Miniscule DNA robots could soon end need for major surgeries, researchers say

Miniscule DNA robots could soon end need for major surgeries, researchers say
Robots made out of single strands of DNA could soon be used to precisely target and treat some of the world’s deadliest diseases.

Developed by researchers from the California Institute of Technology, the microscopic machines have feet, arms and hands included in their design so they can maneuver and pick up molecules. They then recognize specific drop-off points and respond to signals telling them when to drop their cargo.

“Just like electromechanical robots are sent off to faraway places, like Mars, we would like to send molecular robots to minuscule places where humans can't go, such as the bloodstream,” said Professor Lulu Qian, one of the leaders of the study.  

During the study, published in the journal Science, the Caltech team cast six yellow and pink fluorescent molecules across a nano testing ground and watched as it took almost a day for the robot to identify and move them to different locations.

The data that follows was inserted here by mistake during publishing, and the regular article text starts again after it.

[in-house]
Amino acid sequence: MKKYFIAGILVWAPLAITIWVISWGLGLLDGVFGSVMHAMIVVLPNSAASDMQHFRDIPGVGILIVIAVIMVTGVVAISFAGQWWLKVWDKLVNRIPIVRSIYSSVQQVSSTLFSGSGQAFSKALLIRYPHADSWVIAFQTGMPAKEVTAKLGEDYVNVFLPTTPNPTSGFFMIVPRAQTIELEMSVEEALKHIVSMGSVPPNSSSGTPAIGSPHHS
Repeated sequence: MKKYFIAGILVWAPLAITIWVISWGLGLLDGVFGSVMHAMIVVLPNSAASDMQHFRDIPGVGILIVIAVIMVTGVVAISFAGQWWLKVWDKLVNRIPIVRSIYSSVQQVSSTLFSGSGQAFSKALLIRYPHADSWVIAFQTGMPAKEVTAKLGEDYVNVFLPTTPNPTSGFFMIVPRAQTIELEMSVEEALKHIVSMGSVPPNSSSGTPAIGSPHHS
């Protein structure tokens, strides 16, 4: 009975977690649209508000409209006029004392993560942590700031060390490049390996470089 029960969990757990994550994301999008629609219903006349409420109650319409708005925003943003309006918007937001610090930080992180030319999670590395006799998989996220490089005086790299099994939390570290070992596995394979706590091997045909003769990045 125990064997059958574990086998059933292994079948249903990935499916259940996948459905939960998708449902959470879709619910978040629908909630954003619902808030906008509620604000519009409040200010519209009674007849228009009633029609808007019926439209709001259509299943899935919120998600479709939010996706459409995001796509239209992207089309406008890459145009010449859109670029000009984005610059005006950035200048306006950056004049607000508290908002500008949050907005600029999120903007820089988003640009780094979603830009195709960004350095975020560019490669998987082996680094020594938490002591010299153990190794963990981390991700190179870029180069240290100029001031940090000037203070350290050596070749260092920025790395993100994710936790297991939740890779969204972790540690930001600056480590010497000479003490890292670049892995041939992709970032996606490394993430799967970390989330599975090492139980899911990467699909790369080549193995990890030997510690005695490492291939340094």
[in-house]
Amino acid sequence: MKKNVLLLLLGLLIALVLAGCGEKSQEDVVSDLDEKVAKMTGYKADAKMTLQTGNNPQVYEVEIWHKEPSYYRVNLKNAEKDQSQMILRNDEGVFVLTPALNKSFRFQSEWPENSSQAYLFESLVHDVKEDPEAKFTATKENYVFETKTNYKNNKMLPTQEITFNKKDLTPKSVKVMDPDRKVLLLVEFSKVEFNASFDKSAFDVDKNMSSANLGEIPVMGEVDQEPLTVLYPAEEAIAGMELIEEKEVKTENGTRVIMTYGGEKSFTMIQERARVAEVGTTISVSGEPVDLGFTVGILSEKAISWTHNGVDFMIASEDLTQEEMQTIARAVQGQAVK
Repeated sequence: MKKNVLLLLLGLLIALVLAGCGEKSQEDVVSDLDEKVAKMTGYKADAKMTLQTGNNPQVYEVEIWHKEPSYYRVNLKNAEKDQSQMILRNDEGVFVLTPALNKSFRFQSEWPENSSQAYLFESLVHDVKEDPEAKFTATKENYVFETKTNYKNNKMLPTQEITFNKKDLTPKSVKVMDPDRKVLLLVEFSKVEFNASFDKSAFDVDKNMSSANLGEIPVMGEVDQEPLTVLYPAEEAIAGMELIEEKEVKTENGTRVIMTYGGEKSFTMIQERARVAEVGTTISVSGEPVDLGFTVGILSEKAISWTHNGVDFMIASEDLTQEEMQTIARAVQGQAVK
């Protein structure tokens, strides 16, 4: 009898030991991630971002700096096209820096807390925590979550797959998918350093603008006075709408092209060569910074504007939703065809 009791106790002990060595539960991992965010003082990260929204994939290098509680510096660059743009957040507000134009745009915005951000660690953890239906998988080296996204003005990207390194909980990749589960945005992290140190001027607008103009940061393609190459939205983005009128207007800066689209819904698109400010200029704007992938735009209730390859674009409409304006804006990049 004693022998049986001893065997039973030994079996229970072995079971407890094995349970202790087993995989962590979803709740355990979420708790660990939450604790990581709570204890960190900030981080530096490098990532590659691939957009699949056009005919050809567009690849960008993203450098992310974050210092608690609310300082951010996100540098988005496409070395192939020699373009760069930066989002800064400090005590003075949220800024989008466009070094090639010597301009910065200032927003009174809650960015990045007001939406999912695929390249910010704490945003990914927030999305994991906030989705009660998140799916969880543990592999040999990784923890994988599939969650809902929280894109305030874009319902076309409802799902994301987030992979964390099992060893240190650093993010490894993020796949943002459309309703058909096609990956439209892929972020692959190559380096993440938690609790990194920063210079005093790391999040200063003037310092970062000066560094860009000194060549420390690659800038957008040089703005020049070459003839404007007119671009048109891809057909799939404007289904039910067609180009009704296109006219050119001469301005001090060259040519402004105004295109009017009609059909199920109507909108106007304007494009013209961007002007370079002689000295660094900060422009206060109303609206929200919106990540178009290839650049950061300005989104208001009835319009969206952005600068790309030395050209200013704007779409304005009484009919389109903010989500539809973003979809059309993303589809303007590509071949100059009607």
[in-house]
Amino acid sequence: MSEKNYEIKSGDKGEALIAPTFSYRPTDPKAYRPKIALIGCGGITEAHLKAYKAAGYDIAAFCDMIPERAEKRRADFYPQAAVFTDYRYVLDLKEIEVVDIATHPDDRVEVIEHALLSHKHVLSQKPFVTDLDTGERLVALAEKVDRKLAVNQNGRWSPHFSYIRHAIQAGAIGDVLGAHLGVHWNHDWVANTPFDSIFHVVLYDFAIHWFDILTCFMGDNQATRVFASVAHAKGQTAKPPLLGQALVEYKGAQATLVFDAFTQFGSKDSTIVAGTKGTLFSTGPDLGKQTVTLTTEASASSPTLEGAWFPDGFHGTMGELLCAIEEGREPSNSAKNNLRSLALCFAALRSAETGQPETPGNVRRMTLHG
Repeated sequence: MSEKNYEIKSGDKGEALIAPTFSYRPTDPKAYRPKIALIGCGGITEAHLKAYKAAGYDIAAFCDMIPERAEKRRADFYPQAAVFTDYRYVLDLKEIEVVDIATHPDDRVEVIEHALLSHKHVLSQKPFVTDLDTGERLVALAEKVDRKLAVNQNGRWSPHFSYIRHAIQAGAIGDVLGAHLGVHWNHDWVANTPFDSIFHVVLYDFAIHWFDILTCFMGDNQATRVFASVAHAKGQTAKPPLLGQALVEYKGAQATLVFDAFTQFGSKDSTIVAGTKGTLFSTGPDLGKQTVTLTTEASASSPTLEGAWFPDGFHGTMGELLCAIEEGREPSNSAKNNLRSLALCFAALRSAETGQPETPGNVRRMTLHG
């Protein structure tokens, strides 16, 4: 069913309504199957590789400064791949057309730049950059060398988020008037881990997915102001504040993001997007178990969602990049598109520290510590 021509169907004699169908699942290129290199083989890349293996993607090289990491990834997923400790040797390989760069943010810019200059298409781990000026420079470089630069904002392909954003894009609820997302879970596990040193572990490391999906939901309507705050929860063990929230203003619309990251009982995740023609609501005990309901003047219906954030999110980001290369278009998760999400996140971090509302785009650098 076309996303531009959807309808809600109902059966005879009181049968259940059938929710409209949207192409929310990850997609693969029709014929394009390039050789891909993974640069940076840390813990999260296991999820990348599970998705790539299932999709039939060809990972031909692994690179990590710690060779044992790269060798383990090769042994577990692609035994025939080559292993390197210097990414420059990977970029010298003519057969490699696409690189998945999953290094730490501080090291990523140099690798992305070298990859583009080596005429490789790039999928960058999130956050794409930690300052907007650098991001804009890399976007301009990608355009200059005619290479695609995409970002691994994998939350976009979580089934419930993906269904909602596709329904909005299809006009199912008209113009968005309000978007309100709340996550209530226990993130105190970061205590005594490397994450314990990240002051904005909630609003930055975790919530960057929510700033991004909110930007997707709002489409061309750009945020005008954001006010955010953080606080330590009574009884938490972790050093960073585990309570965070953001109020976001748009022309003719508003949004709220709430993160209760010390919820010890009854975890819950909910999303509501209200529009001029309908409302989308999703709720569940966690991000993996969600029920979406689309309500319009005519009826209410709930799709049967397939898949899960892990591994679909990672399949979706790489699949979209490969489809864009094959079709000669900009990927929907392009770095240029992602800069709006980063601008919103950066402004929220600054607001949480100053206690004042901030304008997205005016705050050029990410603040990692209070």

The researchers then conducted the same test using more DNA robots.

"The time decreased from roughly a day to roughly just a couple of hours," Professor Qian said.

"When there [was] more than one robot, the amount of cargo molecules that were actually correctly delivered to the desired locations increased to very close to 100 per cent."

DNA robots have been developed in the past, but the experiments represent the first time the machines have been shown to walk, sort and work together.

Professor Wenlong Cheng of Monash University in Australia believes the work could be used to target specific areas of disease in the body, eradicating the need for traumatic surgery or radiotherapy.

"If someone gets a tumor, you can have small robotics, small robots walking to that location doing small scale surgery," Prof Cheng told ABC.

Meanwhile, Prof Qian believes the DNA robots has all manner of potential applications, saying it could even one day be used as a tool to identify recyclable molecules in garbage.

“It is my hope that other researchers could use these principles for exciting applications, such as using a DNA robot for synthesizing a therapeutic chemical in an artificial molecular factory, delivering a drug only when a specific signal is given in bloodstreams or cells, or sorting molecular components in trash for recycling.”